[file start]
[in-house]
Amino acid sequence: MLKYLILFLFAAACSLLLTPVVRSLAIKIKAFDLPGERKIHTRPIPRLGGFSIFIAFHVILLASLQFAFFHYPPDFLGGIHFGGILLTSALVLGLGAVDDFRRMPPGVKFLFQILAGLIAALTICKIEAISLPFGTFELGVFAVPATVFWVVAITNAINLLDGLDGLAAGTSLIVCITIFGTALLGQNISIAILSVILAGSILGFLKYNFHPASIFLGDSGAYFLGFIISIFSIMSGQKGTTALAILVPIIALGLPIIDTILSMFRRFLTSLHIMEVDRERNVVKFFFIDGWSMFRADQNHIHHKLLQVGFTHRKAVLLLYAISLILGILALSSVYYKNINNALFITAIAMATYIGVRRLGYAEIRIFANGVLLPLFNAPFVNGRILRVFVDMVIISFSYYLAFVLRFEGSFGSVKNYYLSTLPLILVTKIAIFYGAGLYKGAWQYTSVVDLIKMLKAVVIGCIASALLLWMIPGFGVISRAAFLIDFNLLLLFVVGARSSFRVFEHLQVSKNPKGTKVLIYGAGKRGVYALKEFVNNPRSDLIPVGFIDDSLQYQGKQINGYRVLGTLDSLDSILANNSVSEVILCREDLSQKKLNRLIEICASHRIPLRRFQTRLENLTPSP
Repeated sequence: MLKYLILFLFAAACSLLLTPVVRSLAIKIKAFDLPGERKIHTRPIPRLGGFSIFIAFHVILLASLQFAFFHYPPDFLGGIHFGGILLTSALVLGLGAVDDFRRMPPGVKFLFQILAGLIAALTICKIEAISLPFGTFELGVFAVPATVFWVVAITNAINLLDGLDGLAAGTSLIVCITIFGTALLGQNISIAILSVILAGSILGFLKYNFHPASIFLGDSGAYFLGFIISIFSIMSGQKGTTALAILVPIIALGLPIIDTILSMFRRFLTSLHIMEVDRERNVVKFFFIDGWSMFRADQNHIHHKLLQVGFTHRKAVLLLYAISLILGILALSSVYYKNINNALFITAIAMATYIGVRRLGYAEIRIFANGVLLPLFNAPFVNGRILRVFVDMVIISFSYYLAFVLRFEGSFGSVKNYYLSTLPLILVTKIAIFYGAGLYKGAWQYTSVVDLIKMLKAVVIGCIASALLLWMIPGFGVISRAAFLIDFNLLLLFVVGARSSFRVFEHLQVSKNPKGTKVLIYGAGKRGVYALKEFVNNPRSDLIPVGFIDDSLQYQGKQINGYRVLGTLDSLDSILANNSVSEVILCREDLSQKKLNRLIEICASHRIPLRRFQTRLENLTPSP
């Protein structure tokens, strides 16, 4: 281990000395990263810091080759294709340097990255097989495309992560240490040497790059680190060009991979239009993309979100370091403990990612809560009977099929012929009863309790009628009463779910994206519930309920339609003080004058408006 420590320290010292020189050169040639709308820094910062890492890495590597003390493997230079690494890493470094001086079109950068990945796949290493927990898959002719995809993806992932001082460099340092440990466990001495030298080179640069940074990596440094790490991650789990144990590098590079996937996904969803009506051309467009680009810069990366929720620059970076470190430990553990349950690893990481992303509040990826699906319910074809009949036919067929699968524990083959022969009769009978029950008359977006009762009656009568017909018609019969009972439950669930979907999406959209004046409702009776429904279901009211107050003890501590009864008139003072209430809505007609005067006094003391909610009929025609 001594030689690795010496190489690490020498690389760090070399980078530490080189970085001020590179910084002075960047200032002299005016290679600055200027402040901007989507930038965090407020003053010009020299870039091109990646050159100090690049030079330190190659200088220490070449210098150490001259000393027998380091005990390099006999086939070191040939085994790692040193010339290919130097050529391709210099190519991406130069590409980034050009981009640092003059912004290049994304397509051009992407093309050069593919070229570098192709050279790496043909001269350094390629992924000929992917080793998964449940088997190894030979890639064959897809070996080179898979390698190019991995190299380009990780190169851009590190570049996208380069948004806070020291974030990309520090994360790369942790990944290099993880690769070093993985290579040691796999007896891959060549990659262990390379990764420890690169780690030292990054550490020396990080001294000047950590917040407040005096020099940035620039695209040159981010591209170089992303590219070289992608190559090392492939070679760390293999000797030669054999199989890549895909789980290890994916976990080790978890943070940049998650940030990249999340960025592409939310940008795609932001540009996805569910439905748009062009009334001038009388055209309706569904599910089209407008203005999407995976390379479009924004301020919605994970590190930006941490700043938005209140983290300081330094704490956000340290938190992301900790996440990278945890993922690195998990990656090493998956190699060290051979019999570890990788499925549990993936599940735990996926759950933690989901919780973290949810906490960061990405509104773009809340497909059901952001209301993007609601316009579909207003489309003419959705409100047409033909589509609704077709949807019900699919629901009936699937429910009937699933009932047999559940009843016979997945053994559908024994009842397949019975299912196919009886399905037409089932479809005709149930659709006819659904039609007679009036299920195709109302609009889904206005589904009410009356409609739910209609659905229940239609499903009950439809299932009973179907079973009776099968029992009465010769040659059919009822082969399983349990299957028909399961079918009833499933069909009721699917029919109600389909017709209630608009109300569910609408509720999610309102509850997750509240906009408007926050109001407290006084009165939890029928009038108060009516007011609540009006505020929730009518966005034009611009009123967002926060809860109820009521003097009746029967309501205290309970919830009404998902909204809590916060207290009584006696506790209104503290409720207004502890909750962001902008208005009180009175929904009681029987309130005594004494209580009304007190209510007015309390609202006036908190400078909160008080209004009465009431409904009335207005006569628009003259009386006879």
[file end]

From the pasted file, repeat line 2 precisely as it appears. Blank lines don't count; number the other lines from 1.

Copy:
Amino acid sequence: MLKYLILFLFAAACSLLLTPVVRSLAIKIKAFDLPGERKIHTRPIPRLGGFSIFIAFHVILLASLQFAFFHYPPDFLGGIHFGGILLTSALVLGLGAVDDFRRMPPGVKFLFQILAGLIAALTICKIEAISLPFGTFELGVFAVPATVFWVVAITNAINLLDGLDGLAAGTSLIVCITIFGTALLGQNISIAILSVILAGSILGFLKYNFHPASIFLGDSGAYFLGFIISIFSIMSGQKGTTALAILVPIIALGLPIIDTILSMFRRFLTSLHIMEVDRERNVVKFFFIDGWSMFRADQNHIHHKLLQVGFTHRKAVLLLYAISLILGILALSSVYYKNINNALFITAIAMATYIGVRRLGYAEIRIFANGVLLPLFNAPFVNGRILRVFVDMVIISFSYYLAFVLRFEGSFGSVKNYYLSTLPLILVTKIAIFYGAGLYKGAWQYTSVVDLIKMLKAVVIGCIASALLLWMIPGFGVISRAAFLIDFNLLLLFVVGARSSFRVFEHLQVSKNPKGTKVLIYGAGKRGVYALKEFVNNPRSDLIPVGFIDDSLQYQGKQINGYRVLGTLDSLDSILANNSVSEVILCREDLSQKKLNRLIEICASHRIPLRRFQTRLENLTPSP